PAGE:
It unfolded over a few months. Dan would ask how my wife was doing, adding his cheers and encouragement -- in his sonorous voice -- with each new milestone I'd relate. The cancer hadn't spread, I told him. They had caught it early. My wife was starting chemotherapy. She probably wouldn't need a mastectomy. Everything, it turned out, turned out just fine.
Sometimes Dan would squeeze my arm. Once, we even hugged.
Gradually, as he knew I was up to it, Dan started telling me about how hard he and Becky both fought breast cancer, about how his love for her only grew, even as he knew he was going to lose her.
In her last days, Becky the life force was thin and frail, and Dan Olsen had to face a future he had planned with her, entirely without her.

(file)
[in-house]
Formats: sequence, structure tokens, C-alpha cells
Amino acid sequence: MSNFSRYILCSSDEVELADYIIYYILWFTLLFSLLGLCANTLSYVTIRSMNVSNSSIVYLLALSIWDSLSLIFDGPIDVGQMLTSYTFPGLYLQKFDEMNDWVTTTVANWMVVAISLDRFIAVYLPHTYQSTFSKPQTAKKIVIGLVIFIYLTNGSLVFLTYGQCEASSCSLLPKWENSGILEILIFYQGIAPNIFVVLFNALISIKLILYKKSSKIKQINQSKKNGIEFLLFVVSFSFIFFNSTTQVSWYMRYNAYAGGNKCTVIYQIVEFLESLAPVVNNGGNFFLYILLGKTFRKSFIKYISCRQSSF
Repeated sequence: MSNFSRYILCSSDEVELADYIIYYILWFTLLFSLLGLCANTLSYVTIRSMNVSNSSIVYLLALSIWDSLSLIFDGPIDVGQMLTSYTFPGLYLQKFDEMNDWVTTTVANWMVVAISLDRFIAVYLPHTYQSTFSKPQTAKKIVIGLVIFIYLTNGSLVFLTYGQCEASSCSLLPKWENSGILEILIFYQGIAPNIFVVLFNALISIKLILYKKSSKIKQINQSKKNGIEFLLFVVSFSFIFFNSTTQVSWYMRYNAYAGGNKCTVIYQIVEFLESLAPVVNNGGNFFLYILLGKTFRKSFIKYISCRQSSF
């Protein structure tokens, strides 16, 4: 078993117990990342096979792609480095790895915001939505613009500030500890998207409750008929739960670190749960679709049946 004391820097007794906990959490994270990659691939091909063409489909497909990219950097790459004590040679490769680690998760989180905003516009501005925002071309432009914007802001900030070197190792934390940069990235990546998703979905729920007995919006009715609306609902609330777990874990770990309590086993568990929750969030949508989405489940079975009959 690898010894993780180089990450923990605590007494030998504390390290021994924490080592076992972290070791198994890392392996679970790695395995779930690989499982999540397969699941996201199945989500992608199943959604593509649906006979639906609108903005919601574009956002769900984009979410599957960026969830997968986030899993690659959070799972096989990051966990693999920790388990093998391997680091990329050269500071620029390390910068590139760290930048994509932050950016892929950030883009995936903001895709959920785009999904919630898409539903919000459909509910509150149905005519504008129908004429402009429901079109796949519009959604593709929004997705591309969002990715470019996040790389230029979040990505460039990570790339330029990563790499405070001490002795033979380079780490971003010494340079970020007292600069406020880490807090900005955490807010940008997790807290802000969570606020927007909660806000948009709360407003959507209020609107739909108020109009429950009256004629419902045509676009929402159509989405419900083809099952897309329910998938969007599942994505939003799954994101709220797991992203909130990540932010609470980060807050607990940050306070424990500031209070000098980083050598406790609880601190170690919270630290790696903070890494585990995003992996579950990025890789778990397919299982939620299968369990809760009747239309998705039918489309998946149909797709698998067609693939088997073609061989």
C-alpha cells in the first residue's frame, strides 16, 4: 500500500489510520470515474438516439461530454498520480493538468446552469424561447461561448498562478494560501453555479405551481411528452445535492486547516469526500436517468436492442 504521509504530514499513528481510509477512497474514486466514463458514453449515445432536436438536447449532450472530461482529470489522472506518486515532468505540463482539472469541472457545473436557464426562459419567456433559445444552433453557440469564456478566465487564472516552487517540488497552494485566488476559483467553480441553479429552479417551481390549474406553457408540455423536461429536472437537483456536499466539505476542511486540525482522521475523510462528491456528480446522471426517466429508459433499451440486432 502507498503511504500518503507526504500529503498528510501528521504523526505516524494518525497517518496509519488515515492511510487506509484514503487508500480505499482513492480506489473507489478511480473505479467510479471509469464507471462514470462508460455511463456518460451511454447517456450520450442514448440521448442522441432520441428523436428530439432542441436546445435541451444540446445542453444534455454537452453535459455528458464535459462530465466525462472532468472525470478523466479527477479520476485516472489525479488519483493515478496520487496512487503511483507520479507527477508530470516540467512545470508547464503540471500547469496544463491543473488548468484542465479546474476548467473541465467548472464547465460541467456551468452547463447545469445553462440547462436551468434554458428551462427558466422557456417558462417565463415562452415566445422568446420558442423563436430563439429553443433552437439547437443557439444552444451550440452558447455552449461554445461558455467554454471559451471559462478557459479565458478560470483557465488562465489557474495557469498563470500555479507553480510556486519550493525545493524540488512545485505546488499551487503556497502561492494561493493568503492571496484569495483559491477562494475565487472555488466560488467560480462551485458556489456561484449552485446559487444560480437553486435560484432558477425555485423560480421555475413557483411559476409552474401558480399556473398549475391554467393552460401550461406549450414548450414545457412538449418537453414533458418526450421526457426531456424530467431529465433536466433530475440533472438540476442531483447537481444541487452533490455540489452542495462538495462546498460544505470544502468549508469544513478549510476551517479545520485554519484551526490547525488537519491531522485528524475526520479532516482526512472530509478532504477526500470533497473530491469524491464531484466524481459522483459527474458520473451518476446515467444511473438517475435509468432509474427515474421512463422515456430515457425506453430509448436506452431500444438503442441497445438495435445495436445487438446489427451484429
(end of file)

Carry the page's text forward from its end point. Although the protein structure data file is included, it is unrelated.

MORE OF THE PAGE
On hearing his story over these chance encounters and promises that one day, we'd have coffee or a beer and really, just really, talk, I was able to answer a question I would still be asking had it not been for Dan.
Should I, heaven forbid, ever have to -- Would I, could I, ever get over the loss of the love of my life?
But I could go on, and I would live. And if I could be anything like Dan Olsen, I could do it all with dignity and grace.